- Open banking also allows the banks to degrade their framework by integrating with the BaaS platform to provide essential services to third parties and fintechs.
- Business Insider Intelligence forecasts that with around 25% compound annual growth rate (CAGR), the open banking market will reach around $2 billion by 2024.
|Read also: FinTech App Development Cost Including Advanced Features|
Open Banking Trends
As the demands for financial services are increasing, the competition between incumbents and the fintechs is also increasing. Open banking offers the opportunity to incumbents to increase revenue profits by partnering with them. The open banking technology is increasing the relationship between the customers and incumbents by allowing the customers to have access to their transactional data, irrespective of their financial institutions.
Open Banking in UK and US
Image Source: Business Insider Intelligence
Starting from UK, open banking has consequently increased and spread across Europe. In 2018, the UK Competition and Markets Authority's (CMA) open banking rules came into effect, requiring the nine largest retail and SMB account providers to give qualified third-party providers access to customer-permitted data.
UK regulations have made waves across Europe, with a large number of countries following these steps, and forming their very own open banking frameworks. Due to open banking operating under different regulations across Europe and being enforced to different degrees, adoption has been slower in the rest of Europe compared to the UK. However, we are seeing that developing client demand and stress from the competition is forcing the USA to begin playing catch-up to Europe.
What are the Demanding Situations?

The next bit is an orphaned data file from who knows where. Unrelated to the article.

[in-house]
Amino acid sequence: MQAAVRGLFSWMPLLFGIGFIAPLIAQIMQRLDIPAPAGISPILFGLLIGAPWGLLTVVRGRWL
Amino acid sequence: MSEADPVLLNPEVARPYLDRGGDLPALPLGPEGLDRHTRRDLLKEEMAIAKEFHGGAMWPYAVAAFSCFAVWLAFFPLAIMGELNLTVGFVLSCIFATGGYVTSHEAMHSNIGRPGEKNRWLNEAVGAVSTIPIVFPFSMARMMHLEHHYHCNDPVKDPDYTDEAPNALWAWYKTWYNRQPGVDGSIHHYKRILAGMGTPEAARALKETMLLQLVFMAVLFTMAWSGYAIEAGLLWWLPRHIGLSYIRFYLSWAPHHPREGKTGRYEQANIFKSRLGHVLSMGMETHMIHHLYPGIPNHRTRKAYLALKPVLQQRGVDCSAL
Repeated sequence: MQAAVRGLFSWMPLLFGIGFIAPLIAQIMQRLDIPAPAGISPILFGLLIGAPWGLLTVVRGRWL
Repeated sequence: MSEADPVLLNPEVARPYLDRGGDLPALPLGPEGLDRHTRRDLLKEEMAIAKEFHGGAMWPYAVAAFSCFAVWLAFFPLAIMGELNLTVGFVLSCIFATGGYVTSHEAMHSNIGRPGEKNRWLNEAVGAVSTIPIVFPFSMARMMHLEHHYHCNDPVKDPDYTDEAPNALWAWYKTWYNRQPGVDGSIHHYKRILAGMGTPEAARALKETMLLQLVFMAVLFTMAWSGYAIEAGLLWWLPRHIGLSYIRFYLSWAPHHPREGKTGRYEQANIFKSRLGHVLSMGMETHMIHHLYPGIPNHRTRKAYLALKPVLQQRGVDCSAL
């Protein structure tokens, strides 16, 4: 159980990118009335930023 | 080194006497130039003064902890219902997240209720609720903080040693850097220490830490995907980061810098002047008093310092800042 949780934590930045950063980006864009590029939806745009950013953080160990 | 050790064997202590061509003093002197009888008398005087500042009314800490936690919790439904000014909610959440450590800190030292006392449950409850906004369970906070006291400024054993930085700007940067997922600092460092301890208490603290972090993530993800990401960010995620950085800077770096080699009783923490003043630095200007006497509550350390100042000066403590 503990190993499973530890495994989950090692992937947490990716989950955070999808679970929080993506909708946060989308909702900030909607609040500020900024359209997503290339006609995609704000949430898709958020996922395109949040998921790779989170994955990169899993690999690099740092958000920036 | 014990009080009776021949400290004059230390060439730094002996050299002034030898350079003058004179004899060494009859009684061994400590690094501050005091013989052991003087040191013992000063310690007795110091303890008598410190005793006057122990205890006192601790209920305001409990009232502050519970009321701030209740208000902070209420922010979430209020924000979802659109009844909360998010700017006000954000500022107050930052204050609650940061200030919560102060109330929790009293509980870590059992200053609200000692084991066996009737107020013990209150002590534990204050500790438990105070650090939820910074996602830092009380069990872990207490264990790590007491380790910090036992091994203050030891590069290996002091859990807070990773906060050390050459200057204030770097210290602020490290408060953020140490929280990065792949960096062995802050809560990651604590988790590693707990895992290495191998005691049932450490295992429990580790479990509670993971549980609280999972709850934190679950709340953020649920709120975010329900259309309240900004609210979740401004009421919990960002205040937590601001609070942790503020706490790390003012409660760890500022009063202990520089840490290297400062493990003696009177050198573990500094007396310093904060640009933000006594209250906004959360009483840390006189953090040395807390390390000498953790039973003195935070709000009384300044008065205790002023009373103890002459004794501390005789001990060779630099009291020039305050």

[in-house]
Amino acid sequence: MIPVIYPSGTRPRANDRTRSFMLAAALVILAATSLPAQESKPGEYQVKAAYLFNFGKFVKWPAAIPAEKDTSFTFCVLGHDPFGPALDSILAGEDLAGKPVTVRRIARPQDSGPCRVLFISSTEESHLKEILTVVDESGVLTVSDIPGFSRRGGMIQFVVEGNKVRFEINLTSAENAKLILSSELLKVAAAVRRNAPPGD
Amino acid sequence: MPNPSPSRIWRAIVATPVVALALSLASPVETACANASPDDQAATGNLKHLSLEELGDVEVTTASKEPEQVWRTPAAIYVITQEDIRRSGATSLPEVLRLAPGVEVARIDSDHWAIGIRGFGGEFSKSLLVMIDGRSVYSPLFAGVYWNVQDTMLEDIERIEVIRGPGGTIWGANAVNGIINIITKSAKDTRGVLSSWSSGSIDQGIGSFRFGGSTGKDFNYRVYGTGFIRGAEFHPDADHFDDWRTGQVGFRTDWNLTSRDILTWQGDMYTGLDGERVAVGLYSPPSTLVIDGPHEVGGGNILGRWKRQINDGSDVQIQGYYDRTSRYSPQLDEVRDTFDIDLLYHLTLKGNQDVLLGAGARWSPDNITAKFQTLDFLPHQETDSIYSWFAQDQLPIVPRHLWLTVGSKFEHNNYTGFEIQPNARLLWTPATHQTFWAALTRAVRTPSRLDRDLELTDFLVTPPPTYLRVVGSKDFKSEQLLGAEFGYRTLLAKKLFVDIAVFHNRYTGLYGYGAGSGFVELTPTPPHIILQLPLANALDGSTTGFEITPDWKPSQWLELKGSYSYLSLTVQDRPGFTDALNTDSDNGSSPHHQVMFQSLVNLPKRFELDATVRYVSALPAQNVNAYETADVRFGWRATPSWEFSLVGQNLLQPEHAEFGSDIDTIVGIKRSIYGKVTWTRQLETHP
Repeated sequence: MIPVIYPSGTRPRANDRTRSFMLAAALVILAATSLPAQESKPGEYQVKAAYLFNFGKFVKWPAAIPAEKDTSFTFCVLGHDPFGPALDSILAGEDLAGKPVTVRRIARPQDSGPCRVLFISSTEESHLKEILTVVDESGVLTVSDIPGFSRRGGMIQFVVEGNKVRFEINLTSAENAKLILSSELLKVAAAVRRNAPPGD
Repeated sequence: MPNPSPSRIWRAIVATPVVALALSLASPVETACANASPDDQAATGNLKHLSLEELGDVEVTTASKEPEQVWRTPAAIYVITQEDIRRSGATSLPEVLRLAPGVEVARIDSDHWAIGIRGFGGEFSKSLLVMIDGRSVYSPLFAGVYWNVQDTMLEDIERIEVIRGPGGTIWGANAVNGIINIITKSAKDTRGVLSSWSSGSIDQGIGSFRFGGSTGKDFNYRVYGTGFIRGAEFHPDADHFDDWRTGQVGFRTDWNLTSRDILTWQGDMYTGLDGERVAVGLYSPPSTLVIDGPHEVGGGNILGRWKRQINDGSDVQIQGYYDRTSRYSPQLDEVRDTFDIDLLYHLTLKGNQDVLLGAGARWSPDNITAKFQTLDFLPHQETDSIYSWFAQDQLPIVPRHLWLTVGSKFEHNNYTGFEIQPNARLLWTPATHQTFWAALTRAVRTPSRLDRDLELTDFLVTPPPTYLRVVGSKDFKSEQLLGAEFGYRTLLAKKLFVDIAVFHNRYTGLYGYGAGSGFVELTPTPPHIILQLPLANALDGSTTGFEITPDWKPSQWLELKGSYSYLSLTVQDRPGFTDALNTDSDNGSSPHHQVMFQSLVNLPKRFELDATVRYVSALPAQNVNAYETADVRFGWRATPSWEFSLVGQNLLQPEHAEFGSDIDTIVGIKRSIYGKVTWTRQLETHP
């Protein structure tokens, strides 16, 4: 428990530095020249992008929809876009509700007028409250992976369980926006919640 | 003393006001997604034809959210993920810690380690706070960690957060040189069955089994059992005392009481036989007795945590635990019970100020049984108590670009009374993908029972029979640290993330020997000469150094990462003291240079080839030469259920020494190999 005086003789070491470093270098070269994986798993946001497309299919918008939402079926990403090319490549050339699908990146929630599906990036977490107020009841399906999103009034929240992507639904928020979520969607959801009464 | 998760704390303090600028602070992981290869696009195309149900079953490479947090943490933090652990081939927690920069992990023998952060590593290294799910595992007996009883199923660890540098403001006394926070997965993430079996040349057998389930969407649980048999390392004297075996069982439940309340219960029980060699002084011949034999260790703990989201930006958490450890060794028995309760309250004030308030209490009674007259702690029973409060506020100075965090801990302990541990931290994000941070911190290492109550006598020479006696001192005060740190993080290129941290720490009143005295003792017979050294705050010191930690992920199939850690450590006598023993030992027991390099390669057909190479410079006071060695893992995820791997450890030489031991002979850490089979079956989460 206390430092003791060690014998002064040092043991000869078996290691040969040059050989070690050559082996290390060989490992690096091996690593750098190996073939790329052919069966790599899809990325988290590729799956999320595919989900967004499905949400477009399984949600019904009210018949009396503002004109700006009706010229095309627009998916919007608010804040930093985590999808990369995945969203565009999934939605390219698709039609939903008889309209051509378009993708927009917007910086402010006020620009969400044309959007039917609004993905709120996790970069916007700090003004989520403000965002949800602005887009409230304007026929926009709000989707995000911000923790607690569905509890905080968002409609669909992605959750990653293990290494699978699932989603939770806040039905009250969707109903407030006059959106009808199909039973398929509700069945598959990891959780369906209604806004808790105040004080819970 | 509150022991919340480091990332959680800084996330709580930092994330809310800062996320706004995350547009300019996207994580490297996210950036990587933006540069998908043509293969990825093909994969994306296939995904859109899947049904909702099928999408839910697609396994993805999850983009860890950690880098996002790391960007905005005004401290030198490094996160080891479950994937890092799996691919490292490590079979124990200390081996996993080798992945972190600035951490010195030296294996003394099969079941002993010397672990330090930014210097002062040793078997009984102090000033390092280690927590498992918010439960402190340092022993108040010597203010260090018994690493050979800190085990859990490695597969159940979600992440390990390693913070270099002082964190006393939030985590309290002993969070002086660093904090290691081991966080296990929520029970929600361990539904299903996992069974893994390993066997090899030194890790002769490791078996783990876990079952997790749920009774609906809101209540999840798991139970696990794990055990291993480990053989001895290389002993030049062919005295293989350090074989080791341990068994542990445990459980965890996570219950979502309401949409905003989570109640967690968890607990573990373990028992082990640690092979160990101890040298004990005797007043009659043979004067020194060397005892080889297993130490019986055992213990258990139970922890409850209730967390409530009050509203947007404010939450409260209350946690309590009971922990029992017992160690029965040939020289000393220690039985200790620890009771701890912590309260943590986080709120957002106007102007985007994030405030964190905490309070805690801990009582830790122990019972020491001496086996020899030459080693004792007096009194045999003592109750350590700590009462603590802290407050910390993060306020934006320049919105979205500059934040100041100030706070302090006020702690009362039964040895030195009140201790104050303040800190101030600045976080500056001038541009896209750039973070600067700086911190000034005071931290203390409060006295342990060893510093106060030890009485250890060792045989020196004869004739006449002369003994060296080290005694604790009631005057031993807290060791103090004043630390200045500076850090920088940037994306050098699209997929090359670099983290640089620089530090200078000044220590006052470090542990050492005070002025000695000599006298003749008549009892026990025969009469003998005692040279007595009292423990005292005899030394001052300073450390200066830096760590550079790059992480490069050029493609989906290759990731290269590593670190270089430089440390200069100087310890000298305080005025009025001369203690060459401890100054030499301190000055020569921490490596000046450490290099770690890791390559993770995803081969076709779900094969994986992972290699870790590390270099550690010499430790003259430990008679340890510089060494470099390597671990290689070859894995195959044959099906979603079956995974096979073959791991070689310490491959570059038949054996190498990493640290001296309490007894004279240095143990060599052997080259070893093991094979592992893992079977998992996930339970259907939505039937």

Recent research carried out with the aid of YouGov discovered that near to three quarters (72%) of the UK have not heard of ‘open banking’, with only in three (28%) being aware of it. The research further identified that it is those of the older age generations who are more likely to be conscious of the regulation. Close to four in ten (39%) of these elderly 55+ have heard of open banking, against just 14% of those elderly 18-24.
It is surprising that the older era is extra aware of Open Banking, as we may assume a more youthful, greater tech-savvy audience to be interested in the ground-breaking services and products. The reality may be that actual innovation is yet to take vicinity, and the goods and offerings presently available aren't ground-breaking enough for the younger generation to take notice.
Anxiety about sharing statistics is a barrier. Over three quarters (77%) stated they might be worried about sharing their financial facts with corporations other than their primary financial institution. Only 6% said that they would be fine with sharing their data with trusted companies, and the final 16% stated that they were not sure if they would or would not share their data.
The statistics indicate that most people can only apprehend the impact of open banking after they have seen it, or experienced it for themselves. The advent of open banking is hailed as a revolution for the financial sector, but what we’re actually seeing is a slow and silent evolution. Longed desires of consumers are being fulfilled and consumers’ fears around their record security are being suppressed through evidence of the cybersecurity and protocols in place. Most financial provider carriers want to get involved in that evolution, and therefore are looking to build or partner with organizations that ensure that there are real benefits for individuals who opt-in into open banking.